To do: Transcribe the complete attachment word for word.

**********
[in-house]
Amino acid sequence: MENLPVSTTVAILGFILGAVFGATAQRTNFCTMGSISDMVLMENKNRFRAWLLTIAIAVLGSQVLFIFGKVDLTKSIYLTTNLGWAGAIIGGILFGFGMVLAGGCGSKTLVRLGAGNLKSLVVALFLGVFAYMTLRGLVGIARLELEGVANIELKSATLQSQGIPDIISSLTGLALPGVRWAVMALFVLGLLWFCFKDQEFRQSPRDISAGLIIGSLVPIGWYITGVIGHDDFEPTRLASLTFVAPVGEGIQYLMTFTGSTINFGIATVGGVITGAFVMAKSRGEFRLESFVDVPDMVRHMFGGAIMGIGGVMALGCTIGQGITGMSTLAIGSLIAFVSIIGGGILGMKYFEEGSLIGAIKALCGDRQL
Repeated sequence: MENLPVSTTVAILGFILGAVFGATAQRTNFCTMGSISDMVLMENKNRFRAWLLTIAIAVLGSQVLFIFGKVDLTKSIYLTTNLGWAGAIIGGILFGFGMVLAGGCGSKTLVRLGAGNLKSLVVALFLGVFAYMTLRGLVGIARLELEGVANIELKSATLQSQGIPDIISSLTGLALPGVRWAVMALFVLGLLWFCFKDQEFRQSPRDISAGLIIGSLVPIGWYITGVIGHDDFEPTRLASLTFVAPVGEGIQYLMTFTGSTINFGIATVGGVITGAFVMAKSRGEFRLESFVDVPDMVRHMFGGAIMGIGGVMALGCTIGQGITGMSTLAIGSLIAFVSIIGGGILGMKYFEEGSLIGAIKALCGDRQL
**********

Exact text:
[in-house]
Amino acid sequence: MENLPVSTTVAILGFILGAVFGATAQRTNFCTMGSISDMVLMENKNRFRAWLLTIAIAVLGSQVLFIFGKVDLTKSIYLTTNLGWAGAIIGGILFGFGMVLAGGCGSKTLVRLGAGNLKSLVVALFLGVFAYMTLRGLVGIARLELEGVANIELKSATLQSQGIPDIISSLTGLALPGVRWAVMALFVLGLLWFCFKDQEFRQSPRDISAGLIIGSLVPIGWYITGVIGHDDFEPTRLASLTFVAPVGEGIQYLMTFTGSTINFGIATVGGVITGAFVMAKSRGEFRLESFVDVPDMVRHMFGGAIMGIGGVMALGCTIGQGITGMSTLAIGSLIAFVSIIGGGILGMKYFEEGSLIGAIKALCGDRQL
Repeated sequence: MENLPVSTTVAILGFILGAVFGATAQRTNFCTMGSISDMVLMENKNRFRAWLLTIAIAVLGSQVLFIFGKVDLTKSIYLTTNLGWAGAIIGGILFGFGMVLAGGCGSKTLVRLGAGNLKSLVVALFLGVFAYMTLRGLVGIARLELEGVANIELKSATLQSQGIPDIISSLTGLALPGVRWAVMALFVLGLLWFCFKDQEFRQSPRDISAGLIIGSLVPIGWYITGVIGHDDFEPTRLASLTFVAPVGEGIQYLMTFTGSTINFGIATVGGVITGAFVMAKSRGEFRLESFVDVPDMVRHMFGGAIMGIGGVMALGCTIGQGITGMSTLAIGSLIAFVSIIGGGILGMKYFEEGSLIGAIKALCGDRQL